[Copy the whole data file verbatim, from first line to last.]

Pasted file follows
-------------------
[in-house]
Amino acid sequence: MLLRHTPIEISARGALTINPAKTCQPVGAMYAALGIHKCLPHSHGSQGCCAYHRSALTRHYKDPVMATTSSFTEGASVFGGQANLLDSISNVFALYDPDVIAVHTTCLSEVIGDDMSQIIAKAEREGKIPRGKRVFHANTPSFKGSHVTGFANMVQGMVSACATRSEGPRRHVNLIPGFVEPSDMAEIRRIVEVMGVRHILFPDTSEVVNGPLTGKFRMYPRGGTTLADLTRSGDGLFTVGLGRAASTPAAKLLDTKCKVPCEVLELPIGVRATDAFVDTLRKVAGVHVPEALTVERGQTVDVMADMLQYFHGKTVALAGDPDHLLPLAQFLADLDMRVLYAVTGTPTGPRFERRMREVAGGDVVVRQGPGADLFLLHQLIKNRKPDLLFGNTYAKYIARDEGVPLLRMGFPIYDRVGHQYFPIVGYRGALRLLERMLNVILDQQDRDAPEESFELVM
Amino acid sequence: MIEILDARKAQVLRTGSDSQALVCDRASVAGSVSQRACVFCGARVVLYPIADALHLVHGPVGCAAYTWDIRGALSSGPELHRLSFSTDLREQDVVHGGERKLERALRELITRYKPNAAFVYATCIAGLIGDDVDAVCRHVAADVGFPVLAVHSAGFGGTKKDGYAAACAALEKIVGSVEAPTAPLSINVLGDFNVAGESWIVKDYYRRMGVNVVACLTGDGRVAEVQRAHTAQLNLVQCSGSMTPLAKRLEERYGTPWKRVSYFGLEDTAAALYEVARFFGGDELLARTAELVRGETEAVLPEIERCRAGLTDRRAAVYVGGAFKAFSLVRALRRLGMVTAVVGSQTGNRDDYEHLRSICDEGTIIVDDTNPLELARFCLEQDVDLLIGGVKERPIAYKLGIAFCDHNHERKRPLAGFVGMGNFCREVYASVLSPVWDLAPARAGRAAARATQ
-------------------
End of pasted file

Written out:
[in-house]
Amino acid sequence: MLLRHTPIEISARGALTINPAKTCQPVGAMYAALGIHKCLPHSHGSQGCCAYHRSALTRHYKDPVMATTSSFTEGASVFGGQANLLDSISNVFALYDPDVIAVHTTCLSEVIGDDMSQIIAKAEREGKIPRGKRVFHANTPSFKGSHVTGFANMVQGMVSACATRSEGPRRHVNLIPGFVEPSDMAEIRRIVEVMGVRHILFPDTSEVVNGPLTGKFRMYPRGGTTLADLTRSGDGLFTVGLGRAASTPAAKLLDTKCKVPCEVLELPIGVRATDAFVDTLRKVAGVHVPEALTVERGQTVDVMADMLQYFHGKTVALAGDPDHLLPLAQFLADLDMRVLYAVTGTPTGPRFERRMREVAGGDVVVRQGPGADLFLLHQLIKNRKPDLLFGNTYAKYIARDEGVPLLRMGFPIYDRVGHQYFPIVGYRGALRLLERMLNVILDQQDRDAPEESFELVM
Amino acid sequence: MIEILDARKAQVLRTGSDSQALVCDRASVAGSVSQRACVFCGARVVLYPIADALHLVHGPVGCAAYTWDIRGALSSGPELHRLSFSTDLREQDVVHGGERKLERALRELITRYKPNAAFVYATCIAGLIGDDVDAVCRHVAADVGFPVLAVHSAGFGGTKKDGYAAACAALEKIVGSVEAPTAPLSINVLGDFNVAGESWIVKDYYRRMGVNVVACLTGDGRVAEVQRAHTAQLNLVQCSGSMTPLAKRLEERYGTPWKRVSYFGLEDTAAALYEVARFFGGDELLARTAELVRGETEAVLPEIERCRAGLTDRRAAVYVGGAFKAFSLVRALRRLGMVTAVVGSQTGNRDDYEHLRSICDEGTIIVDDTNPLELARFCLEQDVDLLIGGVKERPIAYKLGIAFCDHNHERKRPLAGFVGMGNFCREVYASVLSPVWDLAPARAGRAAARATQ